"...all doctors should be able to diagnose and treat nutritional deficiencies."

Royal College of Physicians. Nutrition and Patients: A Doctor's Responsibility. London 2002


This page has been printed from the www.stewartnutrition.co.uk web site.

The Extremes of Life - Infants

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Both infants and the elderly are at increased risk of deficiency due to:

  • limitations in food intake
  • reduced tissue stores compared with adults
  • the high demands of growth

The main consequences of nutritional deficiency in infants are:

  • Poor growth – stunting or poor muscle bulk
  • Anaemia – mainly iron deficiency
  • Recurrent or severe infection – diarrhoea, measles, respiratory, TB and HIV
  • Developmental problems – cognitive development, behavioural problems, decreased attention

Any infant or child with the above problems should have an assessment of their nutritional state. Uncorrected nutritional deficiencies in infancy and before birth have major adverse effects upon physical health and the economic potential for the individual and community because of reduced intellectual capacity. http://go.worldbank.org/DL9AKYWQ70

Common Deficiencies

According to the National Diet and Nutrition Survey of British Infants aged one and a half years to four and a half years the commonest deficiencies are:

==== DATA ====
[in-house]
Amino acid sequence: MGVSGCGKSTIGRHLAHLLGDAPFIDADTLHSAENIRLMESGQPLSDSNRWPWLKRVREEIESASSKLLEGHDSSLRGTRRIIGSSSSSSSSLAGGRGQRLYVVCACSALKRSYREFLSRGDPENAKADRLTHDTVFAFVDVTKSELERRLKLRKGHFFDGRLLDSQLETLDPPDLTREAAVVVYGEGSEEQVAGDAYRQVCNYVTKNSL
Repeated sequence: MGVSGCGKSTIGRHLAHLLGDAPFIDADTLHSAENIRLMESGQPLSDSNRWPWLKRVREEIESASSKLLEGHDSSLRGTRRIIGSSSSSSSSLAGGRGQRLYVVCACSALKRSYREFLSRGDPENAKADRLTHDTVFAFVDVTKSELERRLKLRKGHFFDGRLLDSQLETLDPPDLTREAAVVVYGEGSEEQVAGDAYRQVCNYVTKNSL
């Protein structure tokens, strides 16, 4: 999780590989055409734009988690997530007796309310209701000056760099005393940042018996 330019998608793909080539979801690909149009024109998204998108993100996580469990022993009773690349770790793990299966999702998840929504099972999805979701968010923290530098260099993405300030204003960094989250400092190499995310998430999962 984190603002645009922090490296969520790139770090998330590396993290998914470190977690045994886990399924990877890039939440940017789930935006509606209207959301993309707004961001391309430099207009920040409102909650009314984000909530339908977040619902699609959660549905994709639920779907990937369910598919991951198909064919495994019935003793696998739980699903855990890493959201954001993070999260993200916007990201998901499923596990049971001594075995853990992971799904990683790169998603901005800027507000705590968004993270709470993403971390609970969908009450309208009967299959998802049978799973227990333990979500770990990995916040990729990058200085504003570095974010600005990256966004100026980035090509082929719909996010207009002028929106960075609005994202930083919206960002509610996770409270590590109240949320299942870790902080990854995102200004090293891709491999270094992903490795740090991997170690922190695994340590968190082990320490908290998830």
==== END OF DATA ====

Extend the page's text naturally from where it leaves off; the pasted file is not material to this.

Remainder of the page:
• Anaemia was found in 7% of all infants and was more common in the younger age groups and in girls
  • Iron intakes were below the Lower Reference Intake in 20% of infants and a similar number had evidence of iron deficiency as assessed by plasma ferritin levels
  • Vitamin A intakes were below the Lower Reference Intake in 7.5% of infants and a similar percentage had plasma levels below the lower end of the normal range but none were found to have a severe deficiency
  • Zinc intakes were below the Lower Reference Intake in over 20% of infants with girls being more at risk than boys
  • Calcium intakes were below the Lower Reference Intakes in approximately 10% of infants
  • Vitamin D deficiency was only seen in 1% of those surveyed but borderline levels were found in a further 18%.  However only 20% of parents followed the recommendation to give a vitamin D supplement to all infants between 6 months and 2 years
  • Vitamin C levels were low (plasma <11.0 umol/l) in 3% of infants

For more detail see National Diet and Nutrition Survey: Infants

Now and Then – Dietary Intake of British 4-year old Children

The dietary intake by infants of certain nutrients in 1950 has been compared with those obtained in the National Diet and Nutrition Survey of infants and older children. 

The table below summarises the main findings:

Nutrient Intake 1950
4 yr olds
Intake 1990
3.5 to 4.5 yr olds
Intake 1997
4 to 6 yr olds
Protein 46 g 38.5 g 46.75 g
Fat 64 g 48.6 g 58.0 g
Iron 7.7 mg 6.15 mg 7.75 mg
Vitamin A 738 ug 405 ug 317 ug
Carotene 1049 ug 906 ug 1212 ug
Total vitamin A 903 ug 563 ug 518 ug
Retinol equivalents
Vitamin C 40 mg 52.3 mg 71.6 mg
* Deficiency based upon blood test results

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Copyright Dr. Alan Stewart M.B.B.S.M.R.C.P. (UK)M.F. Hom.
47 Priory Street, Lewes, East Sussex. BN7 1HJ
Tel 01273 487003 Fax: 01273 487576